If you remember life before YouTube and Facebook, then you are not a member of Generation Z. Born in the mid-1990s, along with Netscape and other early graphical web browsers, members of Generation Z comprise the first generation never to live without the internet. They expect to inherit from previous generations an onerous legacy – a world in crisis over climate change, inequity, and social revolution.
Roberta Katz is co-author of Gen Z, Explained: The Art of Living in a Digital Age, recently out from the University of Chicago Press. She is a senior research scholar at the Center for Advanced Study in the Behavioral Sciences, an interdisciplinary research lab at Stanford University.
While most takes on Gen Z are unforgivingly judgmental, describing lives permanently distracted by social media, Katz and her colleagues in anthropology, linguistics, history, and sociology offer a richer, more optimistic view of a confident, collaborative cohort.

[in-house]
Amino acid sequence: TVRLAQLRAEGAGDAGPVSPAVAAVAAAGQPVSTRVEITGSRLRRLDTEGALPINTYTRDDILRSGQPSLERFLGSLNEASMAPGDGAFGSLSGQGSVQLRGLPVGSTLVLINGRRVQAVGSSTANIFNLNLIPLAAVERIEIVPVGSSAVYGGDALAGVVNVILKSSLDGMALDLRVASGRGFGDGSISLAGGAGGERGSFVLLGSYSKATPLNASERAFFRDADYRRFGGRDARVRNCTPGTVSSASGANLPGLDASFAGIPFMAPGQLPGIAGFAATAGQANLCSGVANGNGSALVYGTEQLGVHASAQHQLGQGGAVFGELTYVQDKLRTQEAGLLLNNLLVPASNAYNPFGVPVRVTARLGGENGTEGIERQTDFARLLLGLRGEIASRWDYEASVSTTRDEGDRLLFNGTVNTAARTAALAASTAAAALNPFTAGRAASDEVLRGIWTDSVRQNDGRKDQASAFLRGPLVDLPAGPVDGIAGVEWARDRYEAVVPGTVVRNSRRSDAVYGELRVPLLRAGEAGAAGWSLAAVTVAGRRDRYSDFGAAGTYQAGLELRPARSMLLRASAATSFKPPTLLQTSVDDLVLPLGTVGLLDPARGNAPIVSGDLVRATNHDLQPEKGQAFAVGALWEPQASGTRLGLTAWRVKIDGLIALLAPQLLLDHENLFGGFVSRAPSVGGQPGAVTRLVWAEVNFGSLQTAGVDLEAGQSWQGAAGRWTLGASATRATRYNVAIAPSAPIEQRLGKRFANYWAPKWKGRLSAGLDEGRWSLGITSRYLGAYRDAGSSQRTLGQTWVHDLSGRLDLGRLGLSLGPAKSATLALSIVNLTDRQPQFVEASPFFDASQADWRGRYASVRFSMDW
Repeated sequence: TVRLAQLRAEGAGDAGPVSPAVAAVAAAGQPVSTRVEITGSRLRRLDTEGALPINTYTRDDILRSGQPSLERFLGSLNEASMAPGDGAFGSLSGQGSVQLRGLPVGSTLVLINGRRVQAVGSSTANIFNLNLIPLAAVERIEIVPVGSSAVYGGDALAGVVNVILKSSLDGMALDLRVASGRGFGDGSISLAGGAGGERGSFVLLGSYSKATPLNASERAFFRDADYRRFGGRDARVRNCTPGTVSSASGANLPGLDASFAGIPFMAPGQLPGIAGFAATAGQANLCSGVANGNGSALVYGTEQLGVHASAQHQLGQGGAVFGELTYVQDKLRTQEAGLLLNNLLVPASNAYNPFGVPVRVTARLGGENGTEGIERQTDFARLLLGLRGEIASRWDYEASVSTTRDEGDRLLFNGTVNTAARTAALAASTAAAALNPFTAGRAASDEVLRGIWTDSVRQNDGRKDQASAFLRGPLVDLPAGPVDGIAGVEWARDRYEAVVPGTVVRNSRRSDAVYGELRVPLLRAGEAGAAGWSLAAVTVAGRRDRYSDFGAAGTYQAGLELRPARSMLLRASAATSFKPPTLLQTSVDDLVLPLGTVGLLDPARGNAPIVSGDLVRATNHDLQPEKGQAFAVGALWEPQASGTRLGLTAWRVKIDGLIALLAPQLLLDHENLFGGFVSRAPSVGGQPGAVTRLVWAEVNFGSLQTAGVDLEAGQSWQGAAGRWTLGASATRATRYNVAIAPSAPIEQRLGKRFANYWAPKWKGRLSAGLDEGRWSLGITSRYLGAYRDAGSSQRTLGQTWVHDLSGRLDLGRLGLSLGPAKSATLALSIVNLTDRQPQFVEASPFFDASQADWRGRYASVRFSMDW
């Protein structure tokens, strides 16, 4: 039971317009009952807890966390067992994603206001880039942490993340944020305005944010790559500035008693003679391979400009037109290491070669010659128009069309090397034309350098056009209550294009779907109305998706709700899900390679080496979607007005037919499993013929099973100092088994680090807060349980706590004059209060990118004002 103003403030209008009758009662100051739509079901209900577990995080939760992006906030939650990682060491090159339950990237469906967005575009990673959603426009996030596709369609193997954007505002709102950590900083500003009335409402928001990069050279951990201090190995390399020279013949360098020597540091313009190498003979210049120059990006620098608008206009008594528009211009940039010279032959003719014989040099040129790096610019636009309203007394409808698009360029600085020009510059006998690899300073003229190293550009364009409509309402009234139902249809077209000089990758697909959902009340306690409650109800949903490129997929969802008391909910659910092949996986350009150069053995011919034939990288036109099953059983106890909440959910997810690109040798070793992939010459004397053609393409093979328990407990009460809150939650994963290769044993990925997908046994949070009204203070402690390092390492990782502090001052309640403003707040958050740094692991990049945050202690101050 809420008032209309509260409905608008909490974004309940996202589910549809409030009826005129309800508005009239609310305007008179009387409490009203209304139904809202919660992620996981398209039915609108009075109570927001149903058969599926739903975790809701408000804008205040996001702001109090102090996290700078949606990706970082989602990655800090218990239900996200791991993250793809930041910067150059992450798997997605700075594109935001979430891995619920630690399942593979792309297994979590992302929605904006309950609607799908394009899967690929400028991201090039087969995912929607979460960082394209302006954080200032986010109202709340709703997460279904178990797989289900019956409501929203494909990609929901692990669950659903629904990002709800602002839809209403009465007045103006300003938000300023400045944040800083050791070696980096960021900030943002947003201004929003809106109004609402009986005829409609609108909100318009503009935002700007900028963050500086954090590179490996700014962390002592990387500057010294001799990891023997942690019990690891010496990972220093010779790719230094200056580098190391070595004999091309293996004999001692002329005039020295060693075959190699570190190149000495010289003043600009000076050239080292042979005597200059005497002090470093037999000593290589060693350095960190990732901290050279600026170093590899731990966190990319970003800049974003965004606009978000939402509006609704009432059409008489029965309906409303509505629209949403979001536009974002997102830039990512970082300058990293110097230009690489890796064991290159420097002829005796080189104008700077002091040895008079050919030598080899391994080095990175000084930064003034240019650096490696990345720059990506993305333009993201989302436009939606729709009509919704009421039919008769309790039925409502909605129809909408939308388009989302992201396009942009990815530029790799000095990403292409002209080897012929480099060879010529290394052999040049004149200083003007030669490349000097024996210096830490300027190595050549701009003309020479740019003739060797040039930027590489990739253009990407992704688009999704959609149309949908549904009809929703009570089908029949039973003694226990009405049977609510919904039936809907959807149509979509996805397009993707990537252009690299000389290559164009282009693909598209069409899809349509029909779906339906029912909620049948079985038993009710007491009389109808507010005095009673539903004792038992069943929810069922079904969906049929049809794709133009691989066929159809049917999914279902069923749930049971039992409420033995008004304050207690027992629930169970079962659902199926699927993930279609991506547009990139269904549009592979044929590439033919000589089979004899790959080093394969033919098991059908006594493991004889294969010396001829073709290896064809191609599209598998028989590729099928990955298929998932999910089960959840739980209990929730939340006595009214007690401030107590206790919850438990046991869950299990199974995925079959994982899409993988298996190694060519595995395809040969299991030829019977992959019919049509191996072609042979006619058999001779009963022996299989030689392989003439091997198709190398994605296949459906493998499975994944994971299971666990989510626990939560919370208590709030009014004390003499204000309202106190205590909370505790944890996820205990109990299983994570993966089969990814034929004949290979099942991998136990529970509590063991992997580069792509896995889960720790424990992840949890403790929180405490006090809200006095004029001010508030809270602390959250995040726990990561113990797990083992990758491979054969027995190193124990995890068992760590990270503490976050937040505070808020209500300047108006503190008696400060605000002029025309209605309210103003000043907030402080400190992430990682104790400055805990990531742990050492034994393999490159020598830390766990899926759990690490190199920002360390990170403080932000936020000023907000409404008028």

“The digital revolution has come on with unprecedented speed. It has presented us with unprecedented scope and scale of information. And most importantly, it has kind of given a rocket boost to how we communicate.”
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According to her team’s findings, Gen Zers say relevance in communication is critical to them.
“They’ve grown up with such an abundance of information, they had to get good at sorting what they needed from what they didn’t. It’s not always an absolute good to be dismissive of something that you don’t think is relevant. But it comes from having learned how to deal with an abundance of information.
“The internet is all about communication,” Katz explains. “And if you think about the importance of communication to human life and the fact that we have this extraordinarily powerful new tool, you begin to understand why this revolution has us all kind of with our heads spinning.”